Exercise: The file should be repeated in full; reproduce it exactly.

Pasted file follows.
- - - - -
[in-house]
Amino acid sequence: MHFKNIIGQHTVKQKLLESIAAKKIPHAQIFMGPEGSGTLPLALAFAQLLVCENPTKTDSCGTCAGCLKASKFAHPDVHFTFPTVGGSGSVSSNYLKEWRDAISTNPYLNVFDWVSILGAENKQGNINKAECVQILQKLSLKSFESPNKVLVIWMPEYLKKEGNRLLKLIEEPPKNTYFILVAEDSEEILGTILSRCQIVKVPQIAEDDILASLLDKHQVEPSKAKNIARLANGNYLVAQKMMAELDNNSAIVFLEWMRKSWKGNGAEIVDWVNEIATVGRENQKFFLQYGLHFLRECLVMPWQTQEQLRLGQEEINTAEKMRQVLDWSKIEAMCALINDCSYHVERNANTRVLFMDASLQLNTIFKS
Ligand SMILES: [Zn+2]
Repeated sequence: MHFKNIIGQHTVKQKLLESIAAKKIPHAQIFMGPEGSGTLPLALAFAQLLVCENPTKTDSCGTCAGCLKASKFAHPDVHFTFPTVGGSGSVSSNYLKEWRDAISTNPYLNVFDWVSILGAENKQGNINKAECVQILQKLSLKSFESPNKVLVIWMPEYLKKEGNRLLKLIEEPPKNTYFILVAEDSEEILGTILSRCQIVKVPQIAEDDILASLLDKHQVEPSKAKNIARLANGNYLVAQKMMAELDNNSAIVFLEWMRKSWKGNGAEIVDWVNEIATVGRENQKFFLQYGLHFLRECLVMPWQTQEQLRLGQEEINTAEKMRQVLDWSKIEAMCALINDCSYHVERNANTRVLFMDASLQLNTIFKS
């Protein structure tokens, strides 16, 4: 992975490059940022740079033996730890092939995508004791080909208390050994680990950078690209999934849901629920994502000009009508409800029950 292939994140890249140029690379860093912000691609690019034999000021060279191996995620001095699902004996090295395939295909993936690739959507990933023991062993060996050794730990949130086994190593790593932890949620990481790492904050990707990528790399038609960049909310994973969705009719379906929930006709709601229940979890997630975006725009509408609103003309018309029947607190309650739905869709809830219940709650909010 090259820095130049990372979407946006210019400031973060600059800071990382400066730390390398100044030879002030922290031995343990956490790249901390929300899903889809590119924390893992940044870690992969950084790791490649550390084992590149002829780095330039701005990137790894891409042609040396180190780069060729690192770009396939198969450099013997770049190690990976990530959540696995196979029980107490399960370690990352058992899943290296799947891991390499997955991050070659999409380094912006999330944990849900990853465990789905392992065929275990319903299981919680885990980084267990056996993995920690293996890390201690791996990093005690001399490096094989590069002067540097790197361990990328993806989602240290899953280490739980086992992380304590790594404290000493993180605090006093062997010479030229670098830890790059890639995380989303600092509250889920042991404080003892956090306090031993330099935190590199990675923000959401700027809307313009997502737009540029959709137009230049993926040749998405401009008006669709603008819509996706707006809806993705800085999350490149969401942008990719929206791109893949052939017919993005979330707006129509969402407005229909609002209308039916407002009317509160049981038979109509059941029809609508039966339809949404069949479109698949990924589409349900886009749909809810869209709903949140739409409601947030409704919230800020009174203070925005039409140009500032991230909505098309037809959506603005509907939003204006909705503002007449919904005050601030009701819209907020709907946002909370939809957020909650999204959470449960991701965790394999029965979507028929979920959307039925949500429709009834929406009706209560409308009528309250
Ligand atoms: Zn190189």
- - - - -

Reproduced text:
[in-house]
Amino acid sequence: MHFKNIIGQHTVKQKLLESIAAKKIPHAQIFMGPEGSGTLPLALAFAQLLVCENPTKTDSCGTCAGCLKASKFAHPDVHFTFPTVGGSGSVSSNYLKEWRDAISTNPYLNVFDWVSILGAENKQGNINKAECVQILQKLSLKSFESPNKVLVIWMPEYLKKEGNRLLKLIEEPPKNTYFILVAEDSEEILGTILSRCQIVKVPQIAEDDILASLLDKHQVEPSKAKNIARLANGNYLVAQKMMAELDNNSAIVFLEWMRKSWKGNGAEIVDWVNEIATVGRENQKFFLQYGLHFLRECLVMPWQTQEQLRLGQEEINTAEKMRQVLDWSKIEAMCALINDCSYHVERNANTRVLFMDASLQLNTIFKS
Ligand SMILES: [Zn+2]
Repeated sequence: MHFKNIIGQHTVKQKLLESIAAKKIPHAQIFMGPEGSGTLPLALAFAQLLVCENPTKTDSCGTCAGCLKASKFAHPDVHFTFPTVGGSGSVSSNYLKEWRDAISTNPYLNVFDWVSILGAENKQGNINKAECVQILQKLSLKSFESPNKVLVIWMPEYLKKEGNRLLKLIEEPPKNTYFILVAEDSEEILGTILSRCQIVKVPQIAEDDILASLLDKHQVEPSKAKNIARLANGNYLVAQKMMAELDNNSAIVFLEWMRKSWKGNGAEIVDWVNEIATVGRENQKFFLQYGLHFLRECLVMPWQTQEQLRLGQEEINTAEKMRQVLDWSKIEAMCALINDCSYHVERNANTRVLFMDASLQLNTIFKS
């Protein structure tokens, strides 16, 4: 992975490059940022740079033996730890092939995508004791080909208390050994680990950078690209999934849901629920994502000009009508409800029950 292939994140890249140029690379860093912000691609690019034999000021060279191996995620001095699902004996090295395939295909993936690739959507990933023991062993060996050794730990949130086994190593790593932890949620990481790492904050990707990528790399038609960049909310994973969705009719379906929930006709709601229940979890997630975006725009509408609103003309018309029947607190309650739905869709809830219940709650909010 090259820095130049990372979407946006210019400031973060600059800071990382400066730390390398100044030879002030922290031995343990956490790249901390929300899903889809590119924390893992940044870690992969950084790791490649550390084992590149002829780095330039701005990137790894891409042609040396180190780069060729690192770009396939198969450099013997770049190690990976990530959540696995196979029980107490399960370690990352058992899943290296799947891991390499997955991050070659999409380094912006999330944990849900990853465990789905392992065929275990319903299981919680885990980084267990056996993995920690293996890390201690791996990093005690001399490096094989590069002067540097790197361990990328993806989602240290899953280490739980086992992380304590790594404290000493993180605090006093062997010479030229670098830890790059890639995380989303600092509250889920042991404080003892956090306090031993330099935190590199990675923000959401700027809307313009997502737009540029959709137009230049993926040749998405401009008006669709603008819509996706707006809806993705800085999350490149969401942008990719929206791109893949052939017919993005979330707006129509969402407005229909609002209308039916407002009317509160049981038979109509059941029809609508039966339809949404069949479109698949990924589409349900886009749909809810869209709903949140739409409601947030409704919230800020009174203070925005039409140009500032991230909505098309037809959506603005509907939003204006909705503002007449919904005050601030009701819209907020709907946002909370939809957020909650999204959470449960991701965790394999029965979507028929979920959307039925949500429709009834929406009706209560409308009528309250
Ligand atoms: Zn190189």